Your plot is going nowhere, your characters are pathetic as sheep, and everything you write sounds like rubbish. You contemplate your future as a writer, and more than likely decide you’re a miserable failure and should give it up.
Well, don’t. And stop looking at that delete button. It is not your friend.
You’re probably also thinking you have writer’s block. You don’t. There is no such thing. Do you say you have human’s block when you’re too tired to function properly? No, you say you’re tired and go to sleep. Sometimes it takes a few days to wake up, but those days of rest make you feel ready to take on the world.
Writing is no different, and I can’t imagine painting, drawing, dancing, or even mathematics are any different, either. Our brains and our bodies need rest, else they’ll become tired, exhausted, and too weak to function.
So what do you do when you’re exhausted creatively? Easy: Take a break! The hard part is deciding how long that break should be, and how to get yourself back into writing afterward. Everyone is different, but I’ll share my guidelines on dealing with and preventing Creative Exhaustion. Feel free to share your own.
When to take a break:
The best time to take a break is after you’ve completed a draft. Whether it’s your first, second, third, or final draft, give yourself as much as a couple months off. This will give your mind a rest from your MS, letting you return to it later with a fresh start. You’ll see things you didn’t see before your rounds of revisions will be far more beneficial. If your MS is shorter, it makes sense to take a shorter break, but it’s ultimately up to you.
If you are stuck or frustrated with your plot or characters, give yourself a weekend away from the MS, even if you’re mid-draft. Nothing’s worse than staring at a dead end. Spend a couple days drawing diagrams, writing outlines, and letting the problem simmer in your head. Just don’t take more than four or five days off, else you’ll have to reintroduce yourself to your characters and plot and that takes time.
What to do when on a break:
If you’re on a break between drafts, let your mind relax and wash itself clean. Do what you enjoy doing, especially if it involves reading. You can also use this time to do research, whether on Craft or something that you will need when working on the next draft of your MS. As it comes nearer to the end of your break, work on some light organizing. Clean up your space, pull out your scene lists and outlines, and get ready for the next dive.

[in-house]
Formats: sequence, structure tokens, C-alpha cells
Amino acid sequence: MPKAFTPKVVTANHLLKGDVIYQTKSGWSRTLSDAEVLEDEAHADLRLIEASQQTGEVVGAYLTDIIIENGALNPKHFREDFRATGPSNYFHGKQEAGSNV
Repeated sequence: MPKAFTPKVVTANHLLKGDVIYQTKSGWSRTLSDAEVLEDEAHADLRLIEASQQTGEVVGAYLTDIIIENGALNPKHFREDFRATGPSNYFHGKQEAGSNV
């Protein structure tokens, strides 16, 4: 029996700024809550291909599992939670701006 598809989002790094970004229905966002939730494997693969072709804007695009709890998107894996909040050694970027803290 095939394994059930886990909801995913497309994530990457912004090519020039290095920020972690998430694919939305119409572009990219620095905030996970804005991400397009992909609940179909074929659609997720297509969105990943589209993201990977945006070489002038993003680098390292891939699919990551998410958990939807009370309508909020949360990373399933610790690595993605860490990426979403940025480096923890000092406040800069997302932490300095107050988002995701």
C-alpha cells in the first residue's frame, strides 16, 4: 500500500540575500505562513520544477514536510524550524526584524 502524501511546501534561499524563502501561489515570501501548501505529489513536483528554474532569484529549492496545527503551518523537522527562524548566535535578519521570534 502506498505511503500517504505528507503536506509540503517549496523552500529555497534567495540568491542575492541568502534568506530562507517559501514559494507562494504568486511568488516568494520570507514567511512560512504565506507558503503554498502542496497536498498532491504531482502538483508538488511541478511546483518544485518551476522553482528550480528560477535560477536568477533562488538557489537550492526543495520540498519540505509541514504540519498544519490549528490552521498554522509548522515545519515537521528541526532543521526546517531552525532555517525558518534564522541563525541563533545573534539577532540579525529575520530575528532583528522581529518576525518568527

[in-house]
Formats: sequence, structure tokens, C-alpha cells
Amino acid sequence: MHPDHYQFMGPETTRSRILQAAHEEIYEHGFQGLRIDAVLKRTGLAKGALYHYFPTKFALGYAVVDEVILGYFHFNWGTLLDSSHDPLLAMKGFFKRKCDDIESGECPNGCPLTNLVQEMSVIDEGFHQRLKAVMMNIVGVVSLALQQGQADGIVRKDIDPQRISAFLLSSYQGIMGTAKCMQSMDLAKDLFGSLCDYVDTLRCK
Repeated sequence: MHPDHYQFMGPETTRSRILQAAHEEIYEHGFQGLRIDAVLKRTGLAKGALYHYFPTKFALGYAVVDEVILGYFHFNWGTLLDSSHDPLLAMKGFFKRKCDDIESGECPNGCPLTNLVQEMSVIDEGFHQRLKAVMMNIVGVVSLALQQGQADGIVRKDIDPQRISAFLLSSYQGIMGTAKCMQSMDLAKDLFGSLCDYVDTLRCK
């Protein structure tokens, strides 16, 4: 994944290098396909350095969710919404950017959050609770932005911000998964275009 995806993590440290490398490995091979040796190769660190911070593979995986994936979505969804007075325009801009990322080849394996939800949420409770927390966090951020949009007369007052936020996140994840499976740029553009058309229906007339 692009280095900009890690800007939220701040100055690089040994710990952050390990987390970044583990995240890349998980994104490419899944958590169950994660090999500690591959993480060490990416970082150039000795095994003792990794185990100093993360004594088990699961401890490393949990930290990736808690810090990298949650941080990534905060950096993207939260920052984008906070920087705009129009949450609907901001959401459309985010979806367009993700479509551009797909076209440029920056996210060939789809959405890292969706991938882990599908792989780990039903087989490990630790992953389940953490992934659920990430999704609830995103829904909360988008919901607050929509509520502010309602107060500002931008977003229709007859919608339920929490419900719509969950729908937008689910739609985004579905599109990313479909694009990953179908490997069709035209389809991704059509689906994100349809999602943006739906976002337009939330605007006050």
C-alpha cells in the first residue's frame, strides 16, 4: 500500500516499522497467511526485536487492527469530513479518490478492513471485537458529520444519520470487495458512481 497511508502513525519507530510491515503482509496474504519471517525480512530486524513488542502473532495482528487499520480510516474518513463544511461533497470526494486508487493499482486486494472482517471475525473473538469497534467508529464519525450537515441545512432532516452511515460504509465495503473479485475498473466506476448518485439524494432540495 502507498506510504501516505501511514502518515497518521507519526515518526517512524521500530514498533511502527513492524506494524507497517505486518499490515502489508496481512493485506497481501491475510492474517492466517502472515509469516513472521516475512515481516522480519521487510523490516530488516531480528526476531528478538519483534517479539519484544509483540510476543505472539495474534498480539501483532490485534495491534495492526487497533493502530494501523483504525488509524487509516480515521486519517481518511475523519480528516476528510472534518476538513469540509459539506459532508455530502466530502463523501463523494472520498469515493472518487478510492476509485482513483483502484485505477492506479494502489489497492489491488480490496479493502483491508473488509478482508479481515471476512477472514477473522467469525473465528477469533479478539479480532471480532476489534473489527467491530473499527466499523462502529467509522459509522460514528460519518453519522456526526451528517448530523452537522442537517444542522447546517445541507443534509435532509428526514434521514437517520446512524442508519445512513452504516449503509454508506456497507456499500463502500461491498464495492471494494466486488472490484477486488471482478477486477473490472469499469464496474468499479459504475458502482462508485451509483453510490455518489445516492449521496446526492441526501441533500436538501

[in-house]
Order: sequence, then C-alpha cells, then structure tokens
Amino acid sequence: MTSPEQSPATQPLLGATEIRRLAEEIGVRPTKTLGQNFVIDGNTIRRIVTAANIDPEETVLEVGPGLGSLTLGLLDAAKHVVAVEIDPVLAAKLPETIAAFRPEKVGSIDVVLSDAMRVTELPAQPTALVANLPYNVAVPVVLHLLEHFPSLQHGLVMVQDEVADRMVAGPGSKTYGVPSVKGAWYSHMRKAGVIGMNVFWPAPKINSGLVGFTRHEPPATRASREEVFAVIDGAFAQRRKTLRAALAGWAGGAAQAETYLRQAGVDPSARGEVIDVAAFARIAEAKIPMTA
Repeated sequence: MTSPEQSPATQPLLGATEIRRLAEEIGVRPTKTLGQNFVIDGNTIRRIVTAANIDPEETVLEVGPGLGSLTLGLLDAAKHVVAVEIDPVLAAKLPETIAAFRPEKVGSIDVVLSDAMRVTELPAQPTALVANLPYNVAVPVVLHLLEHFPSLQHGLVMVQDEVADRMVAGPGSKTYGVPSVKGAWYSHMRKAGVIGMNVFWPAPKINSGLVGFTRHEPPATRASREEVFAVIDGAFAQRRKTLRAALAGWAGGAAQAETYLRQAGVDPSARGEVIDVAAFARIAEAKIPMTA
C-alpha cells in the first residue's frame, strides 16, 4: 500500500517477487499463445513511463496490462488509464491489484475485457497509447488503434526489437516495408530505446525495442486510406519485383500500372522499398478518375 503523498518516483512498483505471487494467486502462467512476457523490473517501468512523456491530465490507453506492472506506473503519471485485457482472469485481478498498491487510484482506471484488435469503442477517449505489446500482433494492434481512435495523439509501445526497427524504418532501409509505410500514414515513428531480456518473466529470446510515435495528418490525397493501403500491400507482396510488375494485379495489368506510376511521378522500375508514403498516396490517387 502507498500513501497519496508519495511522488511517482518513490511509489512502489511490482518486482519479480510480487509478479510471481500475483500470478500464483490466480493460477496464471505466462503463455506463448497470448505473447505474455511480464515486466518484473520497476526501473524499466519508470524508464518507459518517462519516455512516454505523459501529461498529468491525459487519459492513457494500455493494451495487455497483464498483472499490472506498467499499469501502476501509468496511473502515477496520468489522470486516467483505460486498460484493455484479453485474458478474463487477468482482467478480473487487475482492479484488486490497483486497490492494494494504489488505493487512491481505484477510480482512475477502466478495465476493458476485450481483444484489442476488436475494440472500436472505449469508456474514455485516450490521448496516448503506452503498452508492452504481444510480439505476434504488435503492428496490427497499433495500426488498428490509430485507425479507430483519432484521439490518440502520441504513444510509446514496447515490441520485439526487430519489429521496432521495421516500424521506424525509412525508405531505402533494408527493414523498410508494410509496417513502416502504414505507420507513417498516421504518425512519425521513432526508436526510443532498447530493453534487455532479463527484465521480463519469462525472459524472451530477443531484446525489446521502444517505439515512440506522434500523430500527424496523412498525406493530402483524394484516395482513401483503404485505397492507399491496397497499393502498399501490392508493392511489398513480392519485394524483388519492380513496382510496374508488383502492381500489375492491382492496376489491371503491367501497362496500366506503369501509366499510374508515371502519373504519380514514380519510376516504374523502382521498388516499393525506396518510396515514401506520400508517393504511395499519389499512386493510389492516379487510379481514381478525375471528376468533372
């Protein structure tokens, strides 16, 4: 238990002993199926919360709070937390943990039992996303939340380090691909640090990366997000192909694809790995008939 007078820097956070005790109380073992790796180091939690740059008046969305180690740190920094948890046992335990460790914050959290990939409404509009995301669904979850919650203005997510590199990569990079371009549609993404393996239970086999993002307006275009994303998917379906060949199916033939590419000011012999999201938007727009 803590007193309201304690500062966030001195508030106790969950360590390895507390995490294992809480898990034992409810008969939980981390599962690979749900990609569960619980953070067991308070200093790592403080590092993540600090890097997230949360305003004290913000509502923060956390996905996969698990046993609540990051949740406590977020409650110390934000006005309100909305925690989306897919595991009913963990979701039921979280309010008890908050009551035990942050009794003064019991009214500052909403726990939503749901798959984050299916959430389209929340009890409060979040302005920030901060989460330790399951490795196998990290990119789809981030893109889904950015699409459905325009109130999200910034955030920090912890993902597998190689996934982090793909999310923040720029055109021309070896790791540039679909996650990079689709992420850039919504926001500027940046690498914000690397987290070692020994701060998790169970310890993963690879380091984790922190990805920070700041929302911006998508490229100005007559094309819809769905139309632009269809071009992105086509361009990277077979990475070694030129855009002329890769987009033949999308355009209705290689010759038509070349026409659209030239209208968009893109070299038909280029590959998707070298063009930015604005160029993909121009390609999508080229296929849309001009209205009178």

If you’re on a break between MS, there are two things that will help the most: reading and planning. Reading will help get your creative mind working and offer a source of relaxation and inspiration. Planning or otherwise “pre-writing” is about the most important thing you can do to help yourself with a new MS. I could write dozens of posts on different ways to navigate this process, so I’ll not mention anything here beyond encouragement to plan at least a little before diving into a new MS.
As for those mid-draft breaks, your goal should be to solve whatever problem you have in your plot. There are several ways you can do this. I prefer diagrams, charts, and outlines. I’ve also found it helpful to analyze the plots/characters in other novels/movies/video games. If you’re still stuck, try talking to someone, like another writer about your MS. Another person’s opinion and insight can be immensely helpful. Don’t stress over this bump in your path, you’ll get it smoothed out, even if it takes a few extra days.
How to get back into writing:
Preparing for a revision depends on how you revise. If you’re not sure how to revise a draft, do some research on the editing process and experiment. I find applying structure to my drafts is the best way to see where I need to improve. I diagram the structure then start reading, adding notes to what I need to change in each scene. That’s one revision round for me. After another break, I go back and apply what I wrote in my notes, creating my next draft.
Preparing for a fresh start on a new MS is far more involved. It’s also very personal. I like to write the first scene of a possible MS to see how I like it before I spend weeks planning to write it. Regardless of what your process is, I think it’s vitally important to plan before writing. It will save you time and work down the line and will make your first draft easier to write. In fact, it will save you from the next kind of break.
Mid-draft breaks are often a bit more stressful, as you’re trying to overcome some issue you have in your MS. If you’ve taken a few days off your MS and still don’t know where to go with it next, start re-reading some of it. Revise a bit and you may find the solution to your problem. I find writing different versions of a troublesome scene helps me. If you’re still stuck, skip the scene and move on. The point is to continue no matter what.
Break between drafts
- How long? One or two months
- What to do? Read, research, relax
- How to go back? Start re-reading your draft
Break between manuscripts
- How long? Two to four months
- What to do? Read, research, organize, write
- How to go back? Pre-writing
- How long? One to five days
- What to do? Relax, organize, think
- How to go back? Re-read previous scenes, skip troublesome scene
When frustrated with writing, the best thing you can do is not give up. Don’t dwell on the parts that give you trouble. Relax and detach yourself from writing. Take a break and release your mind. You’ll go back feeling better equipped to tackle the task at hand.
How do you handle Creative Exhaustion?